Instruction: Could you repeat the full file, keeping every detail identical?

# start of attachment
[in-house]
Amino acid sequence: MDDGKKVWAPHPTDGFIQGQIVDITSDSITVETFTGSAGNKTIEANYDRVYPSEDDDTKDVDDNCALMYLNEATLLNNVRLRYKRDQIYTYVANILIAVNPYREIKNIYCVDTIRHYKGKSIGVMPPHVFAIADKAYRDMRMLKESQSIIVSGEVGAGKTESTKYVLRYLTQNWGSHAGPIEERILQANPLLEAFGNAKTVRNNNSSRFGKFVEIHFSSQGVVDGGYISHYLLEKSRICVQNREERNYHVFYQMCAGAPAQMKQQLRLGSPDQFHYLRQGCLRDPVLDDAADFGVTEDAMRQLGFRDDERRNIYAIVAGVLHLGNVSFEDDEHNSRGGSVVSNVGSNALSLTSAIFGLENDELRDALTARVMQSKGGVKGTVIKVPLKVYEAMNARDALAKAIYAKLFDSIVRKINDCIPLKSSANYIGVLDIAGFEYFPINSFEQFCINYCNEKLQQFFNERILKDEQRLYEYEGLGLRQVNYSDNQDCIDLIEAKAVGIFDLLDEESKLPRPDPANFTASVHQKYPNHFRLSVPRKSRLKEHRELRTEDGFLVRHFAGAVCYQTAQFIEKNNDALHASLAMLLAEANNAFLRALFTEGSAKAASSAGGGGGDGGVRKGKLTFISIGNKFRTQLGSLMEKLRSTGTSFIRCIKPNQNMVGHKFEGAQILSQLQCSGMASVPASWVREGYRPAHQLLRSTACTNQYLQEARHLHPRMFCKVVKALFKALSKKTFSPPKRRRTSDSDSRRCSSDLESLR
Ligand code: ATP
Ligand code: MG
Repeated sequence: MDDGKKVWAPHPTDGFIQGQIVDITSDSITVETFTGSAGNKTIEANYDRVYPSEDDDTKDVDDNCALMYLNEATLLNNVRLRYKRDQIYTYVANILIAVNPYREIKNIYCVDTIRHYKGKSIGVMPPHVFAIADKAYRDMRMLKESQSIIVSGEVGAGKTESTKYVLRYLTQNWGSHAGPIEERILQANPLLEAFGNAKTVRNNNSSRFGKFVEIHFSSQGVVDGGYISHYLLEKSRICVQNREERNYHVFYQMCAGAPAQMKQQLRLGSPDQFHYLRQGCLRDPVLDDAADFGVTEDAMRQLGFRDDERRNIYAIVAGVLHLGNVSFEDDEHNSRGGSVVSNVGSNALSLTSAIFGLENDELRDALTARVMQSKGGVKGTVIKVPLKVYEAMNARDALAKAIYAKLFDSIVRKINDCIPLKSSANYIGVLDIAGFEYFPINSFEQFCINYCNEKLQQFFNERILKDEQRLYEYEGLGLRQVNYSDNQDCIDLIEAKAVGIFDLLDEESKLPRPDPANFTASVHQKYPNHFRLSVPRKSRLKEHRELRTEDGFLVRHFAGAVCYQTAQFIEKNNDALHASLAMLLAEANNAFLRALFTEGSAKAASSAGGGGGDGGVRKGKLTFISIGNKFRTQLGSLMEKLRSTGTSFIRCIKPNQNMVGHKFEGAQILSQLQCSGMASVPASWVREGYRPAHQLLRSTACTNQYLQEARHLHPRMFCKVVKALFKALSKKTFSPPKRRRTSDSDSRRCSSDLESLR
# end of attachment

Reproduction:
[in-house]
Amino acid sequence: MDDGKKVWAPHPTDGFIQGQIVDITSDSITVETFTGSAGNKTIEANYDRVYPSEDDDTKDVDDNCALMYLNEATLLNNVRLRYKRDQIYTYVANILIAVNPYREIKNIYCVDTIRHYKGKSIGVMPPHVFAIADKAYRDMRMLKESQSIIVSGEVGAGKTESTKYVLRYLTQNWGSHAGPIEERILQANPLLEAFGNAKTVRNNNSSRFGKFVEIHFSSQGVVDGGYISHYLLEKSRICVQNREERNYHVFYQMCAGAPAQMKQQLRLGSPDQFHYLRQGCLRDPVLDDAADFGVTEDAMRQLGFRDDERRNIYAIVAGVLHLGNVSFEDDEHNSRGGSVVSNVGSNALSLTSAIFGLENDELRDALTARVMQSKGGVKGTVIKVPLKVYEAMNARDALAKAIYAKLFDSIVRKINDCIPLKSSANYIGVLDIAGFEYFPINSFEQFCINYCNEKLQQFFNERILKDEQRLYEYEGLGLRQVNYSDNQDCIDLIEAKAVGIFDLLDEESKLPRPDPANFTASVHQKYPNHFRLSVPRKSRLKEHRELRTEDGFLVRHFAGAVCYQTAQFIEKNNDALHASLAMLLAEANNAFLRALFTEGSAKAASSAGGGGGDGGVRKGKLTFISIGNKFRTQLGSLMEKLRSTGTSFIRCIKPNQNMVGHKFEGAQILSQLQCSGMASVPASWVREGYRPAHQLLRSTACTNQYLQEARHLHPRMFCKVVKALFKALSKKTFSPPKRRRTSDSDSRRCSSDLESLR
Ligand code: ATP
Ligand code: MG
Repeated sequence: MDDGKKVWAPHPTDGFIQGQIVDITSDSITVETFTGSAGNKTIEANYDRVYPSEDDDTKDVDDNCALMYLNEATLLNNVRLRYKRDQIYTYVANILIAVNPYREIKNIYCVDTIRHYKGKSIGVMPPHVFAIADKAYRDMRMLKESQSIIVSGEVGAGKTESTKYVLRYLTQNWGSHAGPIEERILQANPLLEAFGNAKTVRNNNSSRFGKFVEIHFSSQGVVDGGYISHYLLEKSRICVQNREERNYHVFYQMCAGAPAQMKQQLRLGSPDQFHYLRQGCLRDPVLDDAADFGVTEDAMRQLGFRDDERRNIYAIVAGVLHLGNVSFEDDEHNSRGGSVVSNVGSNALSLTSAIFGLENDELRDALTARVMQSKGGVKGTVIKVPLKVYEAMNARDALAKAIYAKLFDSIVRKINDCIPLKSSANYIGVLDIAGFEYFPINSFEQFCINYCNEKLQQFFNERILKDEQRLYEYEGLGLRQVNYSDNQDCIDLIEAKAVGIFDLLDEESKLPRPDPANFTASVHQKYPNHFRLSVPRKSRLKEHRELRTEDGFLVRHFAGAVCYQTAQFIEKNNDALHASLAMLLAEANNAFLRALFTEGSAKAASSAGGGGGDGGVRKGKLTFISIGNKFRTQLGSLMEKLRSTGTSFIRCIKPNQNMVGHKFEGAQILSQLQCSGMASVPASWVREGYRPAHQLLRSTACTNQYLQEARHLHPRMFCKVVKALFKALSKKTFSPPKRRRTSDSDSRRCSSDLESLR